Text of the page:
The Combinations of Digital File Types (Codecs, Containers, Frame Rates, Video Modes, Aspect Ratios, Pixel Ratios etc.) are Endless.

Rule #1. Bigger is NOT always better!

As monitor quality and size increase and more content in HD becomes available your older SD tapes will appear worse during playback whether shot in analog or digital. Your fond memories of how crisp and clear your VHS tapes looked on your 27" 4X3 Sony Trinitron Tube TV WILL BE SHATTERED!

The best option for transfer is dependent on the source material and its final purpose.

Raising the resolution (up-converting, up-rezzing) with hardware or software is a gimmick that does not work. It only introduces artifacts, noise, grain, color bleeding etc.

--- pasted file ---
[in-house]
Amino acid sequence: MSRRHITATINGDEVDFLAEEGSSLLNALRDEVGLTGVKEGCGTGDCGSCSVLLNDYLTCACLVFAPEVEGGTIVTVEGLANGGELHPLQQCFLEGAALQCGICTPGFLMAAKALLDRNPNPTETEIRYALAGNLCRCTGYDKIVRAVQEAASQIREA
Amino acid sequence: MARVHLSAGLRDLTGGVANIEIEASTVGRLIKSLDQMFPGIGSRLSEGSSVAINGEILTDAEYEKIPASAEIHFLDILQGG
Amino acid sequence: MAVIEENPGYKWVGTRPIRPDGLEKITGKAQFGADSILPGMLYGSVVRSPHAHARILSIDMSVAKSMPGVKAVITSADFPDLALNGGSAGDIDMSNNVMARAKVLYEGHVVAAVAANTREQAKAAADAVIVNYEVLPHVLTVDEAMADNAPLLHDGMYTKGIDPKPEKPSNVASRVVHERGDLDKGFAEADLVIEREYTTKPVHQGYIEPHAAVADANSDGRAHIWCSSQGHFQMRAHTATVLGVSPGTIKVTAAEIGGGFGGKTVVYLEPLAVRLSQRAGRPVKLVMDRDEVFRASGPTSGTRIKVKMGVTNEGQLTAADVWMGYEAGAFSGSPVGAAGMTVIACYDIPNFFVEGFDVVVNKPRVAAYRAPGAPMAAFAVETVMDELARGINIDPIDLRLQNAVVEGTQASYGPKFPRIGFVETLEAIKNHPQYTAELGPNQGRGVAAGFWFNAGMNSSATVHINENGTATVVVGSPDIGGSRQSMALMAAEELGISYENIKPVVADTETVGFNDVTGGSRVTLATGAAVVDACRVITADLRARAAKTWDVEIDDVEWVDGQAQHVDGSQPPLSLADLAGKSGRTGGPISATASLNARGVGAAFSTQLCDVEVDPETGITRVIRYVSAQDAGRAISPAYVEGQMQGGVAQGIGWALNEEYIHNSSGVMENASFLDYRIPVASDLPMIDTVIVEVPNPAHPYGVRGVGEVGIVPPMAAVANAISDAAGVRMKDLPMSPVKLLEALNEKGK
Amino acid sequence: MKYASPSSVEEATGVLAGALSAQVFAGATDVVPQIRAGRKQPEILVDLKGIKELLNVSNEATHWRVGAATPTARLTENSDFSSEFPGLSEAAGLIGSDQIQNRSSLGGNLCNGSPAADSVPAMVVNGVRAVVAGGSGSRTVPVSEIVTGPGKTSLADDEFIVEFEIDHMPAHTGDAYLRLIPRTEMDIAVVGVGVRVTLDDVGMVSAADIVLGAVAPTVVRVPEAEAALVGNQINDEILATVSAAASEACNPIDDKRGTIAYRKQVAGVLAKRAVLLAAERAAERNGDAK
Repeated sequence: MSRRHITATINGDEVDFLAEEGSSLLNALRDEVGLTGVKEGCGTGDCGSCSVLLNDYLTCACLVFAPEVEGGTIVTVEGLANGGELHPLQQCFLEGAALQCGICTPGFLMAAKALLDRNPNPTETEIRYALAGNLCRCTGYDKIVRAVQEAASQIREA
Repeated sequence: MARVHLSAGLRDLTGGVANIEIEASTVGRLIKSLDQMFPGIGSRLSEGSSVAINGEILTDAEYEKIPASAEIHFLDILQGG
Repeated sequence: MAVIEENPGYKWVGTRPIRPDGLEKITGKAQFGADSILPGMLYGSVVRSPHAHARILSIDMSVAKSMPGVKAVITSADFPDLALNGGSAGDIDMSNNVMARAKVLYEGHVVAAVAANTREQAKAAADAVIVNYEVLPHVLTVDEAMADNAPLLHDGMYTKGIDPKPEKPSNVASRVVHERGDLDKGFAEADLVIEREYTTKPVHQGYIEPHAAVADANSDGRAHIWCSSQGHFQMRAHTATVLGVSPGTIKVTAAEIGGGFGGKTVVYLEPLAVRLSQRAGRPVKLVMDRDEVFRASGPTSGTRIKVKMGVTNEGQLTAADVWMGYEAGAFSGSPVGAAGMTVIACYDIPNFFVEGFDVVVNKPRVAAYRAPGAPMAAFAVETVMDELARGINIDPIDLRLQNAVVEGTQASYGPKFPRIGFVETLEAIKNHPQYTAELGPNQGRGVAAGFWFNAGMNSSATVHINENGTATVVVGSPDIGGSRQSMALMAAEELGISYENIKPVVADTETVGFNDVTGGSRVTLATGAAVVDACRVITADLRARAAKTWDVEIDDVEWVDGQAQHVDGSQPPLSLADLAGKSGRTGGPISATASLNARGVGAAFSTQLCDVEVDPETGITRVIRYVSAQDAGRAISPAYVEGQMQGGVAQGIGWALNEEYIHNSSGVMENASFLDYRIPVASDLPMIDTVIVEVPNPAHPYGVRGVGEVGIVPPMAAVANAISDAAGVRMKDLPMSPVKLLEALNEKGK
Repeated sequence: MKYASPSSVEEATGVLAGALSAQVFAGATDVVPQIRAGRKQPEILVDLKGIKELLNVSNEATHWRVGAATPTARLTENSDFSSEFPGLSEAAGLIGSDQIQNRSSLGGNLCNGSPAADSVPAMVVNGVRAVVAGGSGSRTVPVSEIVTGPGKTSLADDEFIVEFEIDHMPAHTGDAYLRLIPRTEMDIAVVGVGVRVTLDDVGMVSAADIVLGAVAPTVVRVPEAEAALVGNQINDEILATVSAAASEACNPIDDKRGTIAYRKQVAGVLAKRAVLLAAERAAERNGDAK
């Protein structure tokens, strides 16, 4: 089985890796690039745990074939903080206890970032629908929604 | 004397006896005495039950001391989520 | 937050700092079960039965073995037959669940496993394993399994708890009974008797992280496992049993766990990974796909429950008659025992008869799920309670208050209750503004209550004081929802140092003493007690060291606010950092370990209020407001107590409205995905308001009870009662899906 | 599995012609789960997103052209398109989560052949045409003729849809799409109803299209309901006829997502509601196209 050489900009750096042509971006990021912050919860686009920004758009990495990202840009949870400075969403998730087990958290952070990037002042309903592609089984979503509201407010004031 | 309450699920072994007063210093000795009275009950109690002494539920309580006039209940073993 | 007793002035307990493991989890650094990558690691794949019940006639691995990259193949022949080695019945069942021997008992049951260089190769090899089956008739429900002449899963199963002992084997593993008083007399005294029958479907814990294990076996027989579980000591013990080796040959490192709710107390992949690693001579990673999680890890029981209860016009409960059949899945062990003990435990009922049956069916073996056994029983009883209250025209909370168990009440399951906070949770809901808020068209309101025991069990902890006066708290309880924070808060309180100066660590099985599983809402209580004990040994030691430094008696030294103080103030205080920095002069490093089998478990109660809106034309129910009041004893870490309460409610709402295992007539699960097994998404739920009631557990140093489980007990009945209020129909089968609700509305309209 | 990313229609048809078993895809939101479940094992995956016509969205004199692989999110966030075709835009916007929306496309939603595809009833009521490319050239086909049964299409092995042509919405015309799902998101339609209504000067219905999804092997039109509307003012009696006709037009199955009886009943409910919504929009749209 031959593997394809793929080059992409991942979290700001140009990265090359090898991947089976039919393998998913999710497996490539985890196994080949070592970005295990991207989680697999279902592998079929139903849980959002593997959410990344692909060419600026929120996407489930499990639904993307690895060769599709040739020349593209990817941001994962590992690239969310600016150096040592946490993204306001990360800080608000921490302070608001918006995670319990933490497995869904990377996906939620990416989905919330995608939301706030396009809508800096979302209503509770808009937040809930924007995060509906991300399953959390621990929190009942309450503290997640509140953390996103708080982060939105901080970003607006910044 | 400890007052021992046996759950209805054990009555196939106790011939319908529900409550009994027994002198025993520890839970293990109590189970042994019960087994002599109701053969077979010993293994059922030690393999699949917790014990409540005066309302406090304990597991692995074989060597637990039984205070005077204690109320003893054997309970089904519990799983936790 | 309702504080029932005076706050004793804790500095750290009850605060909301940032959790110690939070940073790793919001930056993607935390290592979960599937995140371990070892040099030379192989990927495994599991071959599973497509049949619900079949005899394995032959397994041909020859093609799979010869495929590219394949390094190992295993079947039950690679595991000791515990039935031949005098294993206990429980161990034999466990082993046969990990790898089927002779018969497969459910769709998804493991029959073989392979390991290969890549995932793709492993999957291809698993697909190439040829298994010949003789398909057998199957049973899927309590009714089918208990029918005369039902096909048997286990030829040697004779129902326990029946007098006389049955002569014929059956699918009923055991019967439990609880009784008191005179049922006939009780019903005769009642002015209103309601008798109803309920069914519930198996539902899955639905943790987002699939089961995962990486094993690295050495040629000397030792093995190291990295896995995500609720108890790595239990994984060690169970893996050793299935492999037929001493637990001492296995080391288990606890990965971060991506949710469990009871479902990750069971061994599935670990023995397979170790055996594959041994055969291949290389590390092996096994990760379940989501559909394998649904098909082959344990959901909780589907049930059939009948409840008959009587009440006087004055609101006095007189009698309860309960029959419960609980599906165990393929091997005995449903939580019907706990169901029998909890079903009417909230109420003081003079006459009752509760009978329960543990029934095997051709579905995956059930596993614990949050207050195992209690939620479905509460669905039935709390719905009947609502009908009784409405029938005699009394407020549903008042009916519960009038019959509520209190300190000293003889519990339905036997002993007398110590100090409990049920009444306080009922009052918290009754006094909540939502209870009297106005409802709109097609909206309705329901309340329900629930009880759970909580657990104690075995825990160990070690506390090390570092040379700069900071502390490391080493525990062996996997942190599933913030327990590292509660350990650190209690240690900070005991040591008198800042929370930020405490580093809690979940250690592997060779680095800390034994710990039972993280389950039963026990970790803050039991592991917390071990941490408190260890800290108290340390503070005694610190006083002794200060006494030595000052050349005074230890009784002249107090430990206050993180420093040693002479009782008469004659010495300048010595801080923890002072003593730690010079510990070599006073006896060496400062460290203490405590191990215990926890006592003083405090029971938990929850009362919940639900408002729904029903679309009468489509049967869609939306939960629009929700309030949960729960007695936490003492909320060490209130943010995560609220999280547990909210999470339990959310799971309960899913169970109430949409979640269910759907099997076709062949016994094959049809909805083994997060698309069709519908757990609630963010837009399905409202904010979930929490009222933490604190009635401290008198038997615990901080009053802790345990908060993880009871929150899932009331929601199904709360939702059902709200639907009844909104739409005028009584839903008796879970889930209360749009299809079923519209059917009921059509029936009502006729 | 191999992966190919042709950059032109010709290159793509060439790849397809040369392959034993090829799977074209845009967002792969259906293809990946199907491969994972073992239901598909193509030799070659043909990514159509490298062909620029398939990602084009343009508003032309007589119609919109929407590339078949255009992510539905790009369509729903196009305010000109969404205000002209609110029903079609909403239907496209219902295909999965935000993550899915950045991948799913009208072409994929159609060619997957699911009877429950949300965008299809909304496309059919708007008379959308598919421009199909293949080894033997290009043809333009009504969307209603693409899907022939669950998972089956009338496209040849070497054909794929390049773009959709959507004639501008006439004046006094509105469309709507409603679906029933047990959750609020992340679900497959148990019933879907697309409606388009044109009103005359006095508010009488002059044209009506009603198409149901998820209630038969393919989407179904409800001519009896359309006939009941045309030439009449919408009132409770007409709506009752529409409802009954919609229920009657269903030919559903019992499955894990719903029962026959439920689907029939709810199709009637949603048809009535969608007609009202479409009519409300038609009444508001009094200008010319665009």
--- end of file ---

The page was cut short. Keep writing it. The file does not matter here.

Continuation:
If you want an HD image you must shoot in HD. You can make an SD "file" HD but you can't make an SD "image" HD.

Don't be fooled! Video cannot be enlarged during the transfer process. A 720X480-SD (early DV) image cannot be transfered as a 1440X1080-HD image. Once transferred in its original size you can then ingest it into your editing system and enlarge as you wish, however there are pros and cons to enlarging your file size.


H.264 or MPEG-4 Part 10, Advanced Video Coding (MPEG-4 AVC) is a video coding format that is currently one of the most commonly used formats for the recording, compression, and distribution of video content.

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